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Karen Lebacqz [27]Karen A. Lebacqz [1]
  1.  8
    The Human Embryonic Stem Cell Debate: Science, Ethics, and Public Policy.Suzanne Holland, Karen Lebacqz & Laurie Zoloth (eds.) - 2001 - MIT Press.
    Discusses the ethical issues involved in the use of human embryonic stem cells in regenerative medicine.
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  2.  7
    On Hope and Hard Choices.Karen Lebacqz - 2016 - Journal of Religious Ethics 44 (4):722-737.
    In Handle with Care, novelist Jodi Picoult presents a heartbreaking case involving the question of wrongful birth. This essay examines Ronald M. Green's writings in the field of bioethics to see what wisdom they might bring to this case. I argue that Green's contributions to bioethics exemplify some of the best of ethical argumentation: attention to facts, discernment of morally relevant differences, enunciation and justification of principles, originality, and compassion. I then draw from his work three foci that illuminate aspects (...)
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  3.  19
    Who €œOwns” Cells and Tissues?Karen Lebacqz - 2001 - Health Care Analysis 9 (3):353-368.
    Opposition to `ownership' of cells and tissues often depends on arguments about the special or sacred nature of human bodies and other living things. Such arguments are not very helpful in dealing with the patenting of DNA fragments. Two arguments undergird support for patenting: the notion that an author has a `right' to an invention resulting from his/her labor, and the utilitarian argument that patents are needed to support medical inventiveness. The labor theory of ownership rights is subject to critique, (...)
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  4.  5
    Who “Owns” Cells and Tissues?Karen Lebacqz - 2001 - Health Care Analysis 9 (3):353-368.
    Opposition to `ownership' of cells and tissues often depends on arguments about the special or sacred nature of human bodies and other living things. Such arguments are not very helpful in dealing with the patenting of DNA fragments. Two arguments undergird support for patenting: the notion that an author has a `right' to an invention resulting from his/her labor, and the utilitarian argument that patents are needed to support medical inventiveness. The labor theory of ownership rights is subject to critique, (...)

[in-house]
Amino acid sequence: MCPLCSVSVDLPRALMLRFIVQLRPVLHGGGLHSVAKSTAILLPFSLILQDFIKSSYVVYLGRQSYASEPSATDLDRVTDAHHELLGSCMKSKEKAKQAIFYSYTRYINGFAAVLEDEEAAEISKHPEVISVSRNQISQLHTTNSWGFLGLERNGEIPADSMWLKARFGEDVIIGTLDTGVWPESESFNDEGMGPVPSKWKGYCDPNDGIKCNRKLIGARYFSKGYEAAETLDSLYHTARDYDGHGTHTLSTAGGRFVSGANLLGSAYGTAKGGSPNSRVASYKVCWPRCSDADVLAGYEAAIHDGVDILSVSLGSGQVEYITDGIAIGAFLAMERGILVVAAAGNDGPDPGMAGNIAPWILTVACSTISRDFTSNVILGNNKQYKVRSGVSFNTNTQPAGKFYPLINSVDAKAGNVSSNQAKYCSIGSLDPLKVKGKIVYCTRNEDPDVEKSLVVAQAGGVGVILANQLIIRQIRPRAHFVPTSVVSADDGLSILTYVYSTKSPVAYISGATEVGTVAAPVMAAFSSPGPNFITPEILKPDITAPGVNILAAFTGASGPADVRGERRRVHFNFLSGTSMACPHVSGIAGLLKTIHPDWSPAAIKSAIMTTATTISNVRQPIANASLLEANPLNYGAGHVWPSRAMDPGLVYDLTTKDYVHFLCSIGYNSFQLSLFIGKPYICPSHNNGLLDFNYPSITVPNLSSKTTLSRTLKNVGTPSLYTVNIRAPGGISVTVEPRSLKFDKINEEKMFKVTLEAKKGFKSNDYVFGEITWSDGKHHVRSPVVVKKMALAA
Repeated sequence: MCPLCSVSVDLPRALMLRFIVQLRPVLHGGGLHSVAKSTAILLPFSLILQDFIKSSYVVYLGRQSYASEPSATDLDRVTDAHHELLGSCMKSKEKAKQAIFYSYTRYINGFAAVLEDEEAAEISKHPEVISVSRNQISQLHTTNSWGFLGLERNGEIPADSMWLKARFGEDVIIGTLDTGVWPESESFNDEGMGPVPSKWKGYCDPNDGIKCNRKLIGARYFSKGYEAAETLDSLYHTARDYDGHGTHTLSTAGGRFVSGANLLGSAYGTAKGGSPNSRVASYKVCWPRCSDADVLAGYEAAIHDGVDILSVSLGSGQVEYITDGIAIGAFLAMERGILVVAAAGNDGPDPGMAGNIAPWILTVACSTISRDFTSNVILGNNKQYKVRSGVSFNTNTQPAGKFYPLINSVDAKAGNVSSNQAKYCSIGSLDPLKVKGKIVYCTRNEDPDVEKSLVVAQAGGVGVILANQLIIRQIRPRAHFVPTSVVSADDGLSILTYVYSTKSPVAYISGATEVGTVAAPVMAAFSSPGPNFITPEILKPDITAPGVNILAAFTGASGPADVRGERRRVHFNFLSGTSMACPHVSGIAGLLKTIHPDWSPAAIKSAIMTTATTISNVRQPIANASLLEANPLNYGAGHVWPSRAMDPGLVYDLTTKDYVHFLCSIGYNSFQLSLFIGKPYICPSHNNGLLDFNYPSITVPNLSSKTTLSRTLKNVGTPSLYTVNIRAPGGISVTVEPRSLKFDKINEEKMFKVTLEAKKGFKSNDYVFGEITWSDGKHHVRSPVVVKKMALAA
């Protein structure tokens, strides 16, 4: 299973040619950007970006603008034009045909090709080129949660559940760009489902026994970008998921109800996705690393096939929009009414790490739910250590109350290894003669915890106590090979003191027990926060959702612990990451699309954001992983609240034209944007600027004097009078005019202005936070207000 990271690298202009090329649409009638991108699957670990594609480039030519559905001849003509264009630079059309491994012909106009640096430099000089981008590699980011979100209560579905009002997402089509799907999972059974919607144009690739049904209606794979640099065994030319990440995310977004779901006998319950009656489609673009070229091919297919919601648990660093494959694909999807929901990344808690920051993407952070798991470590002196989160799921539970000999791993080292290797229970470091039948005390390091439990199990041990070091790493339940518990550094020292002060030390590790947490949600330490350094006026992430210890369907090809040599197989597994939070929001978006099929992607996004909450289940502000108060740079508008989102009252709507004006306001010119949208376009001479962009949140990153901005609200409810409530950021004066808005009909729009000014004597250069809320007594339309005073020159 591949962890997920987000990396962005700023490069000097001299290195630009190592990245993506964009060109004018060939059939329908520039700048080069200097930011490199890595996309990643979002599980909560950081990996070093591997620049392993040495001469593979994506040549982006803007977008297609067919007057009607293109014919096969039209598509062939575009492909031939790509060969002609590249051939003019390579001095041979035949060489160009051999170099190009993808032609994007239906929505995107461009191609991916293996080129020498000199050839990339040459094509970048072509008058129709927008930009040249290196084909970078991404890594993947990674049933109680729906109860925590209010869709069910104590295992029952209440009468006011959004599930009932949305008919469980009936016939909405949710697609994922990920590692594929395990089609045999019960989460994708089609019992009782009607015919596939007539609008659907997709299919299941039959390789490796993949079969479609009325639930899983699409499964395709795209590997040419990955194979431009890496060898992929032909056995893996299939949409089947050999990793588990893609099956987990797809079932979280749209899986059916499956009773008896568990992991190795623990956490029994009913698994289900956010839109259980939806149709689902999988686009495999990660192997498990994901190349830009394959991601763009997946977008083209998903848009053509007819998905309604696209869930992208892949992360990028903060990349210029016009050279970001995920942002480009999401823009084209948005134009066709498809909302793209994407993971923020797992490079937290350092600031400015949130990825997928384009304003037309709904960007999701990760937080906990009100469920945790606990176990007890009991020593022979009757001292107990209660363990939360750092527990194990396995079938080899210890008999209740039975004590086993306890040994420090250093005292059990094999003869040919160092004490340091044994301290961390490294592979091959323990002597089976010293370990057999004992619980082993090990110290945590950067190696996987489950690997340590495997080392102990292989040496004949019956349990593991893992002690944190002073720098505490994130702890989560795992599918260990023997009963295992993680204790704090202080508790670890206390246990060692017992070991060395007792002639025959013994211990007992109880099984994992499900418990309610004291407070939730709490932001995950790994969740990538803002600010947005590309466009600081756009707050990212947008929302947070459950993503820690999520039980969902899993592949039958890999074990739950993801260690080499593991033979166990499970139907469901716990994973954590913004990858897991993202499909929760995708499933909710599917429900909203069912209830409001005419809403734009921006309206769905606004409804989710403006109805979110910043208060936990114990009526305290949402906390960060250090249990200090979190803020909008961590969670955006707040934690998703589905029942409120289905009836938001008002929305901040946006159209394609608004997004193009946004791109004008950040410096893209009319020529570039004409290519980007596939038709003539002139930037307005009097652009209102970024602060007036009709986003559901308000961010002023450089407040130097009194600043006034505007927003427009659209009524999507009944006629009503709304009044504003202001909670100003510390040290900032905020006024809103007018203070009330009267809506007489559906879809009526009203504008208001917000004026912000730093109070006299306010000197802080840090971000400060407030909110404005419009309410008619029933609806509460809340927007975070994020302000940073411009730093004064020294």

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  5.  18
    Humility in Health Care.Karen Lebacqz - 1992 - Journal of Medicine and Philosophy 17 (3):291-307.
    Humility, properly understood as a sense of one's limits, is one of the goods internal to the practice of health care. Humility in Christian tradition has both a relational aspect and an epistemological aspect. Each of these is evident in the practice of medicine. In its relational aspect, humility includes reverance or awe for the grace and strength of patients and their care-givers, a sense that the care-provider is not self-sufficient but needs the care-receiver, and recognition of the worth of (...)
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  6.  3
    Moral Pluralism and the Debate Over Research on Embryonic TissueThe Human Embryo Research Debates: Bioethics in the Vortex of ControversyThe Human Embryonic Stem Cell Debate: Science, Ethics, and Public Policy.Andrew Lustig, Ronald M. Green, Suzanne Holland, Karen Lebacqz & Laurie Zoloth - 2002 - Hastings Center Report 32 (5):41.
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  7.  6
    Structuring the Review of Human Genetics Protocols: Gene Localization and Identification Studies.Kathleen Cranley Glass, Charles Weijer, Roberta M. Palmour, Stanley H. Shapiro, Trudo M. Lemmens & Karen Lebacqz - unknown
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  8.  21
    Difficult Difference.Karen Lebacqz - 1998 - Cambridge Quarterly of Healthcare Ethics 7 (1):17-26.
    Modern feminism has been preoccupied with difference. An early and continuing struggle has been to acknowledge differences between men and women without having those differences used against women. That struggle has been extended to recognizing differences among women. By the end of the 1980s, women were calling for a in which Although cautioning words were raised by some, feminists in general moved to trying not only to recognize but to celebrate difference.